Atul Adya, Jon Howell, Marvin Theimer, William J. Bolosky, and John R. Douceur
Cooperative task management can provide program architects with ease of reasoning about concurrency issues. This property is often espoused by those who recommend "event-driven" programming over "multi-threaded" programming. Those terms conflate several issues. In this paper, we clarify the issues, and show how one can get the best of both worlds: reason more simply about concurrency in the way "event-driven" advocates recommend, while preserving the readability and maintainability of code associated with "multithreaded" programming.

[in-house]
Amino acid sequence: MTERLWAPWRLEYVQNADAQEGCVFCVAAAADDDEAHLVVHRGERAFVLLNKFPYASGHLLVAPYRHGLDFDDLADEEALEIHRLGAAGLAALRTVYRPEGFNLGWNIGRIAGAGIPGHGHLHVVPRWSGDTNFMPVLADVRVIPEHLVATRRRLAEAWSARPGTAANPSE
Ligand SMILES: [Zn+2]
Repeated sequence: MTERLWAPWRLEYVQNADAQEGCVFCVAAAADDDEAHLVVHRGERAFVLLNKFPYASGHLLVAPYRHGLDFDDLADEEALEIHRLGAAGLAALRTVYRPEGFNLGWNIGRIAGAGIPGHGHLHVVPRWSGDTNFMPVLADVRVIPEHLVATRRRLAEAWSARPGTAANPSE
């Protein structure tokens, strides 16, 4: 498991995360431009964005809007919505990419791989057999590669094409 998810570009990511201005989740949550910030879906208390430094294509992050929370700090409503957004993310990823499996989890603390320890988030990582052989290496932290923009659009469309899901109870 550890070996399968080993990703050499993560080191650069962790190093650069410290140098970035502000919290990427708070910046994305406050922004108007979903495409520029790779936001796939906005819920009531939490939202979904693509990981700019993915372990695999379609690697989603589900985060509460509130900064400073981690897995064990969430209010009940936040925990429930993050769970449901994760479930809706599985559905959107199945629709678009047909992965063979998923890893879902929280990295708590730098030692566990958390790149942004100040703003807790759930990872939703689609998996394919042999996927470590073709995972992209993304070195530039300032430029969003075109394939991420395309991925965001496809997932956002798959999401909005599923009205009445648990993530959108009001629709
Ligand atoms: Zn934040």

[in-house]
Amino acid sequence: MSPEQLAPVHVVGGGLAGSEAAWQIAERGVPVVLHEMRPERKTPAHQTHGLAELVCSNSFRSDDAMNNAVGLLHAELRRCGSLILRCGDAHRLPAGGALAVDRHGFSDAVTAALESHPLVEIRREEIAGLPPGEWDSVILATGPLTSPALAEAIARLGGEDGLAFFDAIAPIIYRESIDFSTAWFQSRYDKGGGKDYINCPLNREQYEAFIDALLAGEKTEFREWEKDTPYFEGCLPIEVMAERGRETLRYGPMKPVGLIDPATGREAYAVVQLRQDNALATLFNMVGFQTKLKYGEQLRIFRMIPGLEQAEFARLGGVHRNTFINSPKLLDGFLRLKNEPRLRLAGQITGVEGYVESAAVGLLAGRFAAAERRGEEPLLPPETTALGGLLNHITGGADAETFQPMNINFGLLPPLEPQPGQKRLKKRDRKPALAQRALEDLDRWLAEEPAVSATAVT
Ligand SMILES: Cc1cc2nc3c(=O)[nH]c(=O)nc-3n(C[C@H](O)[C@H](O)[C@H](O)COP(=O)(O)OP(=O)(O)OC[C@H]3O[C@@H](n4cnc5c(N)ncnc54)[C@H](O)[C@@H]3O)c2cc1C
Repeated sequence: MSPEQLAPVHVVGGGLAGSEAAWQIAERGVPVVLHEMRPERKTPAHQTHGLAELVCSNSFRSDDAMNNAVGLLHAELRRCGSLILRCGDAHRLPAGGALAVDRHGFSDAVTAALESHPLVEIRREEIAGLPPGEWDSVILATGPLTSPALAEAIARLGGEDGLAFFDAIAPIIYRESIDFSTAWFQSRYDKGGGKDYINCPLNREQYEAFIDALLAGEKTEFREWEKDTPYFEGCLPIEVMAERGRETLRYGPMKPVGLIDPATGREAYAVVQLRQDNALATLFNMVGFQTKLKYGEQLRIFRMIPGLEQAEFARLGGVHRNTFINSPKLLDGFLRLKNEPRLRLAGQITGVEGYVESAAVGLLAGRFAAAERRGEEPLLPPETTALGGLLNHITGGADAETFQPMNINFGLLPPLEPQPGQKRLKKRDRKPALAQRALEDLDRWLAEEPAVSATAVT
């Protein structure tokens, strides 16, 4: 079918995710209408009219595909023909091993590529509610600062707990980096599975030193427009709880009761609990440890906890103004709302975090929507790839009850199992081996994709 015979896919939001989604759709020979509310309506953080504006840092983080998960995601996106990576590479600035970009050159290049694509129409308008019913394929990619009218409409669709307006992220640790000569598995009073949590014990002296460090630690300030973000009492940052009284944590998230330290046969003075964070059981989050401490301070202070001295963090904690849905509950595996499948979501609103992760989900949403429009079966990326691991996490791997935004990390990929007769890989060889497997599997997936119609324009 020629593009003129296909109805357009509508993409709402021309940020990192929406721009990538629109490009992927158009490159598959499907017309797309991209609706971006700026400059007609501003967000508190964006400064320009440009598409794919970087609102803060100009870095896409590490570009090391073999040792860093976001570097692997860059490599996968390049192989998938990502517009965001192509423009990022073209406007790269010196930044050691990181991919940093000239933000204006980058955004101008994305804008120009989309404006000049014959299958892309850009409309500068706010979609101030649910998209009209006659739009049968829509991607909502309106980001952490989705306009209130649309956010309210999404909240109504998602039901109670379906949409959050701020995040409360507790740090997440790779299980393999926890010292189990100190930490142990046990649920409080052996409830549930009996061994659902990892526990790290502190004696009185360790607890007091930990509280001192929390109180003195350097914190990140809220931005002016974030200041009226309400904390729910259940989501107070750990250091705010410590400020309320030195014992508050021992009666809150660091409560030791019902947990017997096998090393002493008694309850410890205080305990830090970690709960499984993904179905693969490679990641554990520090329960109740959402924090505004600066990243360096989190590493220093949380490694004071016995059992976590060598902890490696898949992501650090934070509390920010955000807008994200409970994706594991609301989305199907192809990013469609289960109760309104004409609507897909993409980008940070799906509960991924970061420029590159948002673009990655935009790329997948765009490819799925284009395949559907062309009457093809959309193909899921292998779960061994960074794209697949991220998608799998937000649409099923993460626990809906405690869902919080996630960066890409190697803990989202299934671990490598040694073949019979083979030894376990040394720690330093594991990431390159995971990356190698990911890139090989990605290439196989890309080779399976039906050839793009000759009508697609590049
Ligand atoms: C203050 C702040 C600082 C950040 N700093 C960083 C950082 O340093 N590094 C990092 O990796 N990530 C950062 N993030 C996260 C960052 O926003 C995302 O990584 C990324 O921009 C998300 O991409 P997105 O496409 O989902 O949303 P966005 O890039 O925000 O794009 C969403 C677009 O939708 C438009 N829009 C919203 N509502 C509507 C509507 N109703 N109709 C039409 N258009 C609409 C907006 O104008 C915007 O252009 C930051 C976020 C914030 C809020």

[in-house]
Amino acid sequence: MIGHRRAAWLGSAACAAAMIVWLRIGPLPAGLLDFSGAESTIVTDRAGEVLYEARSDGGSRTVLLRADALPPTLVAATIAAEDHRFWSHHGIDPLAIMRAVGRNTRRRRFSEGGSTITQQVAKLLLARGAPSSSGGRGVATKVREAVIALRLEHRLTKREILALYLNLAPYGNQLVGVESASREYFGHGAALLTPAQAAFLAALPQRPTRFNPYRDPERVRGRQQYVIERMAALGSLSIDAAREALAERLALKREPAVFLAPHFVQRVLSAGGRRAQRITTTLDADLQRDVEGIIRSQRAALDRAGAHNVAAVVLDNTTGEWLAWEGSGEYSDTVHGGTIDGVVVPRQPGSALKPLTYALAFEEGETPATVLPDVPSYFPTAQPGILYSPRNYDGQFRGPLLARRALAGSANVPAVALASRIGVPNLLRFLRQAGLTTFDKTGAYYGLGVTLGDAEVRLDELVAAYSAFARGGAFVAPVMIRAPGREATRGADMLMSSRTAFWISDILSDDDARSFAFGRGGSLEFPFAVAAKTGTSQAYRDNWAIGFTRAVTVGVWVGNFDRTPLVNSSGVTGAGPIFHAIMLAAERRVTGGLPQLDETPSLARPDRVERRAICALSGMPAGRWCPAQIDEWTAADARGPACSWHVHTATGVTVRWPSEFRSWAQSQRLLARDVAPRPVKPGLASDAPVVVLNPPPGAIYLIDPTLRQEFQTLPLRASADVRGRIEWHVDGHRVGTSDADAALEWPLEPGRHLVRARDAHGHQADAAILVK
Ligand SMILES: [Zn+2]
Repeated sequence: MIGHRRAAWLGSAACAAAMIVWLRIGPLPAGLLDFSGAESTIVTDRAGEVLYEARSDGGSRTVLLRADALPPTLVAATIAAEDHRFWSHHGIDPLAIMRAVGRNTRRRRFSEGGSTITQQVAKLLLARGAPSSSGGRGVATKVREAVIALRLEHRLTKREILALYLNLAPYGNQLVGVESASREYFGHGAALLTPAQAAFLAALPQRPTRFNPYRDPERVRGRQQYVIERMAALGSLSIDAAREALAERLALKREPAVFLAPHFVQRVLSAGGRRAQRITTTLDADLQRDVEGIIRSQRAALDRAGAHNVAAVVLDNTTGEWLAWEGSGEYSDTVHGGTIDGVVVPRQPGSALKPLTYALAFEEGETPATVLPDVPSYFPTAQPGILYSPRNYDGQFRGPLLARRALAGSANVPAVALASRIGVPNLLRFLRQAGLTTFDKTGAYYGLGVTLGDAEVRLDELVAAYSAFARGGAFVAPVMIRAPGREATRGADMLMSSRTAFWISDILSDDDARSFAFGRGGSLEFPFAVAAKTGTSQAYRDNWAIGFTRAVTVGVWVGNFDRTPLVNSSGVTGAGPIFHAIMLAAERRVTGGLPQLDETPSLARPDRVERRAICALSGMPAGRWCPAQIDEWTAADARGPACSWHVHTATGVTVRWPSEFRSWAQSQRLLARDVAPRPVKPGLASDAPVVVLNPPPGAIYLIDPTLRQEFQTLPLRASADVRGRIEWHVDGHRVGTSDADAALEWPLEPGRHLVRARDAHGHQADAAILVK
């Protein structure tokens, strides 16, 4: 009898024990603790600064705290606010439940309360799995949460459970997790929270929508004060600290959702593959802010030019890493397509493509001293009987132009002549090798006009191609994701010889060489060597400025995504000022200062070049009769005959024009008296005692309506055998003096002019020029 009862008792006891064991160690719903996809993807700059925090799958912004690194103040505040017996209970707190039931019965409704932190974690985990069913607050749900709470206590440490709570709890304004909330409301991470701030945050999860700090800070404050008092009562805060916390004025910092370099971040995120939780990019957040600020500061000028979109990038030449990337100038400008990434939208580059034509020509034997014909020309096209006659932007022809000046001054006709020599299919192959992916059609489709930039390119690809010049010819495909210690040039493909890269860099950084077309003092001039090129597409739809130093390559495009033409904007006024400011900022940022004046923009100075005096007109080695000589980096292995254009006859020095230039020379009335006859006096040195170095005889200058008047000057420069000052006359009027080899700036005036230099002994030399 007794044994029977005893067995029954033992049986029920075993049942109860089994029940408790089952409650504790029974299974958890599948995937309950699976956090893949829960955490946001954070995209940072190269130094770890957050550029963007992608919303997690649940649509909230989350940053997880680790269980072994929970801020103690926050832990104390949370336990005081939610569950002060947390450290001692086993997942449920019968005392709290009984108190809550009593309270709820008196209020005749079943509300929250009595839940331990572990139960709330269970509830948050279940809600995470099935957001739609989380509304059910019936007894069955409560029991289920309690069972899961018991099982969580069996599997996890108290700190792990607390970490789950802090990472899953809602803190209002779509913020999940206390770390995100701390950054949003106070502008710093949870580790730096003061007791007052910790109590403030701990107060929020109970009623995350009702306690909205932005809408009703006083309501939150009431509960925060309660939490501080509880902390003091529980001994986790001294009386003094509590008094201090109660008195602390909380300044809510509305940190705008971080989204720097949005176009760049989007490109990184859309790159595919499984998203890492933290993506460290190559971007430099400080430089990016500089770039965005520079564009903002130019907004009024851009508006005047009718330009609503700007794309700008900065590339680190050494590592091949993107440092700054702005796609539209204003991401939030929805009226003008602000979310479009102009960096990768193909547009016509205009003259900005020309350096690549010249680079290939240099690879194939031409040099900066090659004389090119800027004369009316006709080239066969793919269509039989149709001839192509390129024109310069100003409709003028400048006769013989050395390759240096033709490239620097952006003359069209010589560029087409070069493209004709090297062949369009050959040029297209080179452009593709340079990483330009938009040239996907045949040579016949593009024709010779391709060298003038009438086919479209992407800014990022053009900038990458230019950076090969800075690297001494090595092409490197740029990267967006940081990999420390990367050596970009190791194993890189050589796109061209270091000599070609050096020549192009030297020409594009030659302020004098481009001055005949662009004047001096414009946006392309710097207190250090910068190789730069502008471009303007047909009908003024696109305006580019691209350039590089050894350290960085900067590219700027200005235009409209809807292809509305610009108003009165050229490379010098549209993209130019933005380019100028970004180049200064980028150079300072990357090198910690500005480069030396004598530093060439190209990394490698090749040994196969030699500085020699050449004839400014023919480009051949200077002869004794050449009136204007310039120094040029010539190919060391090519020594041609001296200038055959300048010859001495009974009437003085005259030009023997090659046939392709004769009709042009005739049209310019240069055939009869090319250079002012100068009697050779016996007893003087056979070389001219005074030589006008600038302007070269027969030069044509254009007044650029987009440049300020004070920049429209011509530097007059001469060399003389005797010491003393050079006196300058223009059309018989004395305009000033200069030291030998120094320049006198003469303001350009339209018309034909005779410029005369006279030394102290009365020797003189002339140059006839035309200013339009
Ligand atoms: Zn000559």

We identify the source of confusion about the two programming styles as a conflation of two concepts: task management and stack management. Those two concerns define a two-axis space in which "multithreaded" and "event-driven" programming are diagonally opposite; there is a third "sweet spot" in the space that combines the advantages of both programming styles. We point out pitfalls in both alternative forms of stack management, manual and automatic, and we supply techniques that mitigate the danger in the automatic case. Finally, we exhibit adaptors that enable automatic stack management code and manual stack management code to interoperate in the same code base.
|Published in||Proceedings of USENIX 2002 Annual Technical Conference|
The original publication of this paper was granted to USENIX. Copyright to this work is retained by the authors. Permission is granted for the noncommercial reproduction of the complete work for educational or research purposes.